An Emerging Postural Response: Is Control of the Hip Possible in the Newly Walking Child?

Maria Nida C. Roncesvalles, Marjorie H. Woollacott, Nicholas Brown, Jody L. Jensen

Research output: Contribution to journalArticle

9 Scopus citations


Previous researchers have proposed that because of their slow muscle-response latencies, 1- to 2-year-old children are unable to control hip-dominant postural responses when responding to balance threats (G. McCollum & T. Leen, 1989). To test that proposition, the authors exposed 41 children to backward support-surface translations and recorded muscle activations and movement kinematics. Children between 10 months and 10 years of age stood on a platform that was unexpectedly moved. Passive hip-dominant responses were observed among the least experienced walkers. In contrast, older children produced an active response, signified by higher levels of abdominal and quadriceps muscle activity and accompanied by larger hip flexor torques. Greater success in withstanding large magnitudes of perturbations were associated with actively generated hip responses.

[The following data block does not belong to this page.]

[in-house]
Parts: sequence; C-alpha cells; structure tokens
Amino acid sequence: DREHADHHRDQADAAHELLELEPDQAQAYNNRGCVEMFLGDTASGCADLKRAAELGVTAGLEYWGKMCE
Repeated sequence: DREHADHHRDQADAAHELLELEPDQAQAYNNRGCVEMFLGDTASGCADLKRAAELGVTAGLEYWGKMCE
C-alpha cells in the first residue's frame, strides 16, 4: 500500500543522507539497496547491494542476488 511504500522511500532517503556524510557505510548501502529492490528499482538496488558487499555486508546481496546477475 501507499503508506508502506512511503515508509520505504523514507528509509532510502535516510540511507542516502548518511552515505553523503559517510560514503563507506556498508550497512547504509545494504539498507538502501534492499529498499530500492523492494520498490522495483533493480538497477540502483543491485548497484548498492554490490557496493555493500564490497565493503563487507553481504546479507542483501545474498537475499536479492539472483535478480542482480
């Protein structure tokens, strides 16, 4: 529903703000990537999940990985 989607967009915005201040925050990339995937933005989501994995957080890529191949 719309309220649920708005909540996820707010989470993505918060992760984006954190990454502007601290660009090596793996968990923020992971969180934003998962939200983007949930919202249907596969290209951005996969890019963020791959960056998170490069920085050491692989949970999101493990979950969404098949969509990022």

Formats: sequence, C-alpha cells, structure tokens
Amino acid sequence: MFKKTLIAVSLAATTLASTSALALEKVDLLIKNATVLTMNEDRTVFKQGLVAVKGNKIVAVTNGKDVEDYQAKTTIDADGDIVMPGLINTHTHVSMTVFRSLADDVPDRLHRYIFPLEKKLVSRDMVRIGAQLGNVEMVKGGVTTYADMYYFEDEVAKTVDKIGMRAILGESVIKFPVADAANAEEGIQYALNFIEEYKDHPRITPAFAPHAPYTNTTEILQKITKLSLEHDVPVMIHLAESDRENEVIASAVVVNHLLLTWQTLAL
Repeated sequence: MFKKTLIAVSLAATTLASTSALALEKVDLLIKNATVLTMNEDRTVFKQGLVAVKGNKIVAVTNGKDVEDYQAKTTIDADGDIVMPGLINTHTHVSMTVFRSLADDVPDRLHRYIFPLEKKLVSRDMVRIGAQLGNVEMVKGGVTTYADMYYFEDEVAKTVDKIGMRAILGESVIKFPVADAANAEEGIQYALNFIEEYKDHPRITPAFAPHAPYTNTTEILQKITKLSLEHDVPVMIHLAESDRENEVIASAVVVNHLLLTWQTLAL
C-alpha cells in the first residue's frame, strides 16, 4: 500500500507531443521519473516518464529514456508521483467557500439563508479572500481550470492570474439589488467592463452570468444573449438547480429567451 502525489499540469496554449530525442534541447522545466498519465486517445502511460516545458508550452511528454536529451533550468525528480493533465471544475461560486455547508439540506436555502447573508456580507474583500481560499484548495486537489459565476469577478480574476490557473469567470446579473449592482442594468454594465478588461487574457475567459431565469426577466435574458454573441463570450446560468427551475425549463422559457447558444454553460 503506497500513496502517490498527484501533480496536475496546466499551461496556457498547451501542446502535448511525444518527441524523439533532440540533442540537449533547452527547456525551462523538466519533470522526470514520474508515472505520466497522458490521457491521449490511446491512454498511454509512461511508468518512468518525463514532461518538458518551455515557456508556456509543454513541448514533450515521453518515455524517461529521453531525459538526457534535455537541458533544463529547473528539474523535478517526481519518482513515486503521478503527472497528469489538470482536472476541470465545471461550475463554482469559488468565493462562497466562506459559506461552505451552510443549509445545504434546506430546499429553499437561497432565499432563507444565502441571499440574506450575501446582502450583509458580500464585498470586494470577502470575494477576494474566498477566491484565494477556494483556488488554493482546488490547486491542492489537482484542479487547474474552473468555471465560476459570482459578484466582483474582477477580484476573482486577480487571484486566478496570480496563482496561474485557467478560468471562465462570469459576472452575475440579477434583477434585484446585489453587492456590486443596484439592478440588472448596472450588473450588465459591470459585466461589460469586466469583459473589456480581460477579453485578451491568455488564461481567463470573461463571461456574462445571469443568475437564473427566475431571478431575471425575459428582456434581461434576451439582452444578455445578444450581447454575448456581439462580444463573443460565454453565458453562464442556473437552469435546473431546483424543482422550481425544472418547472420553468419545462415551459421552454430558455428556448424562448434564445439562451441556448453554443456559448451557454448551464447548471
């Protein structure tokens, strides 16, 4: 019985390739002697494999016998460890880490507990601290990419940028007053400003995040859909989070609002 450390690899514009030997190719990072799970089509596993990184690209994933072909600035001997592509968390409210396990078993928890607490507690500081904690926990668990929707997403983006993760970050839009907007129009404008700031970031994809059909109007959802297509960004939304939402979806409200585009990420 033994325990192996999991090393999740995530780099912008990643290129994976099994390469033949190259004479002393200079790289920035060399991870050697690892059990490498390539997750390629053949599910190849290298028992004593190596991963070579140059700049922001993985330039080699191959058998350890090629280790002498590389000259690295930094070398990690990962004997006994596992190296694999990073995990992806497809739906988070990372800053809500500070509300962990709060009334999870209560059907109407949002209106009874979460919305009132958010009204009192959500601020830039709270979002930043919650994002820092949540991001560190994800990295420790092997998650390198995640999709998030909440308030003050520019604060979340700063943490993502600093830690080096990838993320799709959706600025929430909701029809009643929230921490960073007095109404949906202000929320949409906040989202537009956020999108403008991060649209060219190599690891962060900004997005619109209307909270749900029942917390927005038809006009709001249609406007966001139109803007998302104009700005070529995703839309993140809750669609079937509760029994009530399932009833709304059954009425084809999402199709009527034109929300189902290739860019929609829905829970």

Original languageEnglish
Pages (from-to)147-159
Number of pages13
JournalJournal of Motor Behavior
Issue number2
StatePublished - Jun 1 2004



  • Children's motor development
  • Posture

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